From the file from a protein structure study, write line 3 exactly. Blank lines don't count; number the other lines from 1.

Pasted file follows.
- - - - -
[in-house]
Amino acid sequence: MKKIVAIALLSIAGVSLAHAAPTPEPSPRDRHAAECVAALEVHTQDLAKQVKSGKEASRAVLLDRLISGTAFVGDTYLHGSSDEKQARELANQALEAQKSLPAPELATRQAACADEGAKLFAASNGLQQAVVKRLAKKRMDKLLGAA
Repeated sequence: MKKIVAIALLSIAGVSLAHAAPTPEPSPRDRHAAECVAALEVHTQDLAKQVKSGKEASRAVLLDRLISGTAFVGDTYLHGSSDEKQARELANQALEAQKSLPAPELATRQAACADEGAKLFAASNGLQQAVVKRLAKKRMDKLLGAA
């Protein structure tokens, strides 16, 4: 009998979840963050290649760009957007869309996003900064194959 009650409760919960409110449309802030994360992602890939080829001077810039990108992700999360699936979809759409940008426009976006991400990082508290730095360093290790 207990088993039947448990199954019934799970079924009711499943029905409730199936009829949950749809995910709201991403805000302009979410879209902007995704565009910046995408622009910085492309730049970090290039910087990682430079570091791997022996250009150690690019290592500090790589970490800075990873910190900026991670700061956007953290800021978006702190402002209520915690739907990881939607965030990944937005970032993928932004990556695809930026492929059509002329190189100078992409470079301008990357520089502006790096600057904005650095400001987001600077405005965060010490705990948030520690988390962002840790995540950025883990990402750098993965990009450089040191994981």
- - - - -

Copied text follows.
Repeated sequence: MKKIVAIALLSIAGVSLAHAAPTPEPSPRDRHAAECVAALEVHTQDLAKQVKSGKEASRAVLLDRLISGTAFVGDTYLHGSSDEKQARELANQALEAQKSLPAPELATRQAACADEGAKLFAASNGLQQAVVKRLAKKRMDKLLGAA